|HODOD: Satu Mare County, Transylvania|
International Jewish Cemetery Project - Romania F-J The cemetery is located at Hodod, 3979, judet Satu Mare, 4724 2302, 252.3 miles NW of Bucharest and 13 km from Cehu Silvaniei. The alternate names are Hadad (Hungarian) and Kriegsdorf (German), Present town population is 1,000-5,000 with no Jews.
The 1880 Jewish population by census was 139, by 1900 census was 167, and in 1930 was 101. In May 1944, the Jews were gathered in the ghetto of Satu Mare and on May 19, 22, 26, 29, 30, 31, and June 1 were deported to Auschwitz. The unlandmarked Orthodox cemetery was established in second half of the 19th century. Last known burial was inter-war period.
The rural/agricultural hillside, separate but near other cemeteries, has no sign or marker. Reached via private property, access is open to all. A fence with a non-locking gate surrounds the site. Approximate pre-WWII size is unknown. Approximate post-WWII size is 28 x 24 x 16 m. 1-20 stones are visible, some not in original location. Less than 25% of the stones are toppled or broken. Location of stones removed from the cemetery is unknown. Vegetation overgrowth in the cemetery is a constant problem disturbing stones. Water drainage is good all year.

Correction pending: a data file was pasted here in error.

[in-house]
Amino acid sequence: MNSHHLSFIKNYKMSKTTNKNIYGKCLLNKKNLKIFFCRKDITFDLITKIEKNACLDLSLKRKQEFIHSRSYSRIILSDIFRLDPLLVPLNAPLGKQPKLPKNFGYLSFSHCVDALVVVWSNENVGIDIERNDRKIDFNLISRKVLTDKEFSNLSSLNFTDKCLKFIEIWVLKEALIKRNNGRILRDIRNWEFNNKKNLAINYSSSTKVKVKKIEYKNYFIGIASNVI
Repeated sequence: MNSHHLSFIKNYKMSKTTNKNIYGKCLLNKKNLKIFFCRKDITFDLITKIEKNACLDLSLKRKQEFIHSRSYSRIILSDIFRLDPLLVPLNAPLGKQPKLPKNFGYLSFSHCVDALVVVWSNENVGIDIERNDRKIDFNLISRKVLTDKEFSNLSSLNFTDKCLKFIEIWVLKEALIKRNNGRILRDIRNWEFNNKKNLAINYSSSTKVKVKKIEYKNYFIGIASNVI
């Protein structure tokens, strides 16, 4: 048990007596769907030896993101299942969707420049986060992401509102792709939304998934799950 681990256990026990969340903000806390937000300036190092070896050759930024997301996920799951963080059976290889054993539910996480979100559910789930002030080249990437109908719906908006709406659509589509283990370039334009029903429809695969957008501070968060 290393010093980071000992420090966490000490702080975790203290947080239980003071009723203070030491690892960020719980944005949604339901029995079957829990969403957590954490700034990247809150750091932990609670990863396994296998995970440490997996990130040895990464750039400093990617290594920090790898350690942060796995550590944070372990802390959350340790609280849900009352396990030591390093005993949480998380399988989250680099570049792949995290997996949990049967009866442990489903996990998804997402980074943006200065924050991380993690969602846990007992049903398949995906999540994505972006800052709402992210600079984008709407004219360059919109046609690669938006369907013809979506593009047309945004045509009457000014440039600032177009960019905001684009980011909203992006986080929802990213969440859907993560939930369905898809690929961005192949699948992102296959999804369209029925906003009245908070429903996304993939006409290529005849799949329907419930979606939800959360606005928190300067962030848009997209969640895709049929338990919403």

Cannot determine if cemetery has/had special sections. The oldest known gravestone dates from 1862. The granite, limestone, and sandstone flat shaped and smoothed and inscribed common gravestones have Hebrew inscriptions. No known mass graves. The local Jewish community owns the property used for Jewish cemetery only. Adjacent properties are residential. Rarely, private Jewish or non-Jewish visitors stop. The never vandalized cemetery has no maintenance. No care now. No structures. Security and weather erosion are moderate threats. Vegetation is a very serious threat. The cemetery is completely covered with vegetation.
Claudia and Adrian Ursutiu interviewed no one. [January 2003]